Year of inscription on the World Heritage List 2005
Year(s) of inscription on the List of World Heritage in Danger N/A
Previous Committee Decisions see page http://whc.unesco.org/en/list/1138/documents/
Requests approved: 0
Total amount approved: USD 0
For details, see page http://whc.unesco.org/en/list/1138/assistance/
UNESCO Extra-budgetary Funds
Total amount granted to the property: USD350, 000 for management planning, installation of mooring buoys for diving boats, working with local communities, capacity building, public use planning and improved stakeholder understanding of legal protection measures.
Previous monitoring missions
Factors affecting the property identified in previous reports
Continued and growing presence of cattle.
Illustrative material see page http://whc.unesco.org/en/list/1138/
Conservation issues presented to the World Heritage Committee in 2012
No state of conservation report was submitted by the State Party as was requested by Decision 35 COM 7B.33. Therefore, the property’s state of conservation is assessed on the basis of other information received by the World Heritage Centre and IUCN. A revised retrospective Statement of Outstanding Universal Value (RSOUV) was received from the State Party 10 May 2011, reviewed by IUCN and forwarded to the State Party for finalization 5 April 2012.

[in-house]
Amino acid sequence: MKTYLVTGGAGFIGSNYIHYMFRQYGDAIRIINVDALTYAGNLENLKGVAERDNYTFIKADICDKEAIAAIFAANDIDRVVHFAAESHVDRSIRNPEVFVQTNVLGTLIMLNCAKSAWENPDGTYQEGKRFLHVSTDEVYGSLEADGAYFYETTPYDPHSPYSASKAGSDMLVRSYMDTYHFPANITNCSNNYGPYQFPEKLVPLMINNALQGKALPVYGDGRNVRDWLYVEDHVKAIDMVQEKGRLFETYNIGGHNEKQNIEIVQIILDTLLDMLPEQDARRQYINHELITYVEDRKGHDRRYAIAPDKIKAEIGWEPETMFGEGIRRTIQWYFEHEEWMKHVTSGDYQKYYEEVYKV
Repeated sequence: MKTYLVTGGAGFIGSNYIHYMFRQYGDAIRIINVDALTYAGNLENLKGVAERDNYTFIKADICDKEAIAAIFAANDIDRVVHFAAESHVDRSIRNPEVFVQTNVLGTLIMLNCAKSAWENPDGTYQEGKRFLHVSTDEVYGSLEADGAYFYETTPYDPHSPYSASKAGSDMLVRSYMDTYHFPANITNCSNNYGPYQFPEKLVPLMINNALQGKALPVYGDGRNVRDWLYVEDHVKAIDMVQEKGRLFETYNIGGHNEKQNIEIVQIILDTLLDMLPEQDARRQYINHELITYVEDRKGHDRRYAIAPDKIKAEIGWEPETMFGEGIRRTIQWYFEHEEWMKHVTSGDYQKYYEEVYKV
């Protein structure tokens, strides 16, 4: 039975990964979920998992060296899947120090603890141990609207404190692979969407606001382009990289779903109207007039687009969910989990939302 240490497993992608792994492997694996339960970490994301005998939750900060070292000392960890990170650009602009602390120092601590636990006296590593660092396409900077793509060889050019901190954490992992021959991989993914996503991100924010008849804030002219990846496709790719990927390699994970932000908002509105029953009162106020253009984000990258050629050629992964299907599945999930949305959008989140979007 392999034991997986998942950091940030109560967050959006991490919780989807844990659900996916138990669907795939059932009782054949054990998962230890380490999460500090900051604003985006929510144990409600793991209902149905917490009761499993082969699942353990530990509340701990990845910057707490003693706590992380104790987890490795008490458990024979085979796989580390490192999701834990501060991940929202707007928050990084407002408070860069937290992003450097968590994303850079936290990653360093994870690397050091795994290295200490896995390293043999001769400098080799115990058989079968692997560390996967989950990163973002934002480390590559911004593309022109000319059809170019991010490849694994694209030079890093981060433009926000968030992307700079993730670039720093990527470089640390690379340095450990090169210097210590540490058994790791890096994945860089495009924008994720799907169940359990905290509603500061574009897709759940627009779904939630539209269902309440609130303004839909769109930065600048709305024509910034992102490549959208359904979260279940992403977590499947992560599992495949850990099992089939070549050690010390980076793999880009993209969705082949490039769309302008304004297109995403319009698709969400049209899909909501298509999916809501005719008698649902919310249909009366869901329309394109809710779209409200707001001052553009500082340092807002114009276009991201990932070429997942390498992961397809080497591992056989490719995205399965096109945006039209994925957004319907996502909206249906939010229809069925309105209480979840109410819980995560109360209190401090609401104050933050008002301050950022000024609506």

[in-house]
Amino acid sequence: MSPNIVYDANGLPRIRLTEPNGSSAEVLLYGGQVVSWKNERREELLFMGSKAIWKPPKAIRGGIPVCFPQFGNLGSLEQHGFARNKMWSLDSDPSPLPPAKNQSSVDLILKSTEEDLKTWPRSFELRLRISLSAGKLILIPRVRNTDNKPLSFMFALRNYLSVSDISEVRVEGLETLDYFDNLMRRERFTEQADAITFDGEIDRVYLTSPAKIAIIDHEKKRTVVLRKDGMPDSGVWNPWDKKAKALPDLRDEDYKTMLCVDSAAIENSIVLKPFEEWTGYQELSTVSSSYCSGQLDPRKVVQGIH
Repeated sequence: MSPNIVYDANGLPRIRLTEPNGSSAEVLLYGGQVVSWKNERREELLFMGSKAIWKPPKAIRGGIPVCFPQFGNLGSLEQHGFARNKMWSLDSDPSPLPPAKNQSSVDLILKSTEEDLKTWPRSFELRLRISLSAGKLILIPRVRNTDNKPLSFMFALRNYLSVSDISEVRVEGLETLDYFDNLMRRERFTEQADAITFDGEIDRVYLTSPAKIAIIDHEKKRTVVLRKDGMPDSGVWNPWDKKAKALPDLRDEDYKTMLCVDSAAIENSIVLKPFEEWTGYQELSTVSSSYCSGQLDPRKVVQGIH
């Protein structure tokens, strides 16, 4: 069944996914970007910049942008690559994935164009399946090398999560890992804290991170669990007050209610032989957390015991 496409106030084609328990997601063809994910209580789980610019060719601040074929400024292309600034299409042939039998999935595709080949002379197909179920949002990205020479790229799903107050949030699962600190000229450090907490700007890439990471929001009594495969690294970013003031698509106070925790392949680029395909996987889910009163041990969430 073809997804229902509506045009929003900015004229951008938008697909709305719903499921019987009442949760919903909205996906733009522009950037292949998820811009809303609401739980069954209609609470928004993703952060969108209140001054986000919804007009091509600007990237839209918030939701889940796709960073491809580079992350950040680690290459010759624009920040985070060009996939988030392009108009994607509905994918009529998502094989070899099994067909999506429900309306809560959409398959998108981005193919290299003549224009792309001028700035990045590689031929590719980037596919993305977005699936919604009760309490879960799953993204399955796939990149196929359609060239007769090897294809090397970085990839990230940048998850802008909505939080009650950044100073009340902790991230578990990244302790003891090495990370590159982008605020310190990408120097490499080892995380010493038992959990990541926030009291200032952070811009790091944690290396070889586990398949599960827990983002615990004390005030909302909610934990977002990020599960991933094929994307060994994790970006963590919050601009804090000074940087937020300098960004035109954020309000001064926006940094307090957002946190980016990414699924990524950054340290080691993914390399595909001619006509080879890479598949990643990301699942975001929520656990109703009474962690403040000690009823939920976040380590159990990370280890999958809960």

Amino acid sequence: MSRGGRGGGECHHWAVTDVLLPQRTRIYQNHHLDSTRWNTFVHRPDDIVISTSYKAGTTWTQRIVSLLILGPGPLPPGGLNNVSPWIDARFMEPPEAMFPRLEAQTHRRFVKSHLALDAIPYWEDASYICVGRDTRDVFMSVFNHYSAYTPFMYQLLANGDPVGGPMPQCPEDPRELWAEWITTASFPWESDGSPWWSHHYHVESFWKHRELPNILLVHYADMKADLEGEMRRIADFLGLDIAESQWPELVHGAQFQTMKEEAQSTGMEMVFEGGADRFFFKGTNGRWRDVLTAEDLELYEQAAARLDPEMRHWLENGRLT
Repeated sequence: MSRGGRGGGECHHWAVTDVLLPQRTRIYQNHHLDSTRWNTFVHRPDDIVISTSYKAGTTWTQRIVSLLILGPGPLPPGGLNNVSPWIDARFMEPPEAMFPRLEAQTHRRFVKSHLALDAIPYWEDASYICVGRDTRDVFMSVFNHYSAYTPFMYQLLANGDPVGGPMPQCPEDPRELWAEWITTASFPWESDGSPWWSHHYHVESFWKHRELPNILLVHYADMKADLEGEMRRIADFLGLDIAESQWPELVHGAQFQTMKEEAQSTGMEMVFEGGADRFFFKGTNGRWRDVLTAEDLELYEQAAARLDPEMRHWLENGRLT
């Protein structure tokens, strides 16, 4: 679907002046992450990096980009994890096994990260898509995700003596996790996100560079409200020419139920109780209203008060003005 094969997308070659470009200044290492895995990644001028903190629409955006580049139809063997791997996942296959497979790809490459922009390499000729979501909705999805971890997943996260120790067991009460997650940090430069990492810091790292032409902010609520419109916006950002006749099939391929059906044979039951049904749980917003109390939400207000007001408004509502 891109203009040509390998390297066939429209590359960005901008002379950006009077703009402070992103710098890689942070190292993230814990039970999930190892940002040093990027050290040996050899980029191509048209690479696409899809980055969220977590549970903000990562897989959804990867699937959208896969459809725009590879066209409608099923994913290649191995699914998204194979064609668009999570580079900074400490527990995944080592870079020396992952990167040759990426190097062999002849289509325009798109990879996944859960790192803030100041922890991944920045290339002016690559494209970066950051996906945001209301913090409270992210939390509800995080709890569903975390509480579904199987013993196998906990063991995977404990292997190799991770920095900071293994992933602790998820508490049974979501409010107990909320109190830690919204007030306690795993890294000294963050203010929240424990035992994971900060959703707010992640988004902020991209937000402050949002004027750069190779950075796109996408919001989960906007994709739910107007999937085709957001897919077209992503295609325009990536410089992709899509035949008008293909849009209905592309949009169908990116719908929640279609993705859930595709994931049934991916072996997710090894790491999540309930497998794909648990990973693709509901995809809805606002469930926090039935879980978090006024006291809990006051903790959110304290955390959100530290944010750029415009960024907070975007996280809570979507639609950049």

a) Management planning, fisheries management and governance
Available information indicates that a Management Plan for the Special Zone of Marine Protection has been developed, as requested by the World Heritage Committee during its 35th session (UNESCO, 2011), but this has not been confirmed by the State Party. There is also no indication that the State Party has undertaken a Management Effectiveness Evaluation in line with the Enhancing Our Heritage toolkit, or of whether a coastal zone development and conservation policy has been formulated. The World Heritage Centre and IUCN have received information that current facilities, funding and staff are insufficient to control the expected pressures from fishing, coastal development, and uncontrolled tourism. The Oversight Committee is reported to have little experience in managing protected areas and rarely meets. There is a new effort to patrol the outer limits of the Park by Panama’s Drug Enforcement Agency; however those resources are unlikely to be focused on illegal fishing. Dive operators have reported a marked decrease in the number of sharks, billfish, rays, groupers and snappers as commercial fishing has increased in the area. The long line and nylon gill nets widely employed by the fishermen create unintended by-catch of sea turtles. Other fishing includes the extraction of conch and lobsters.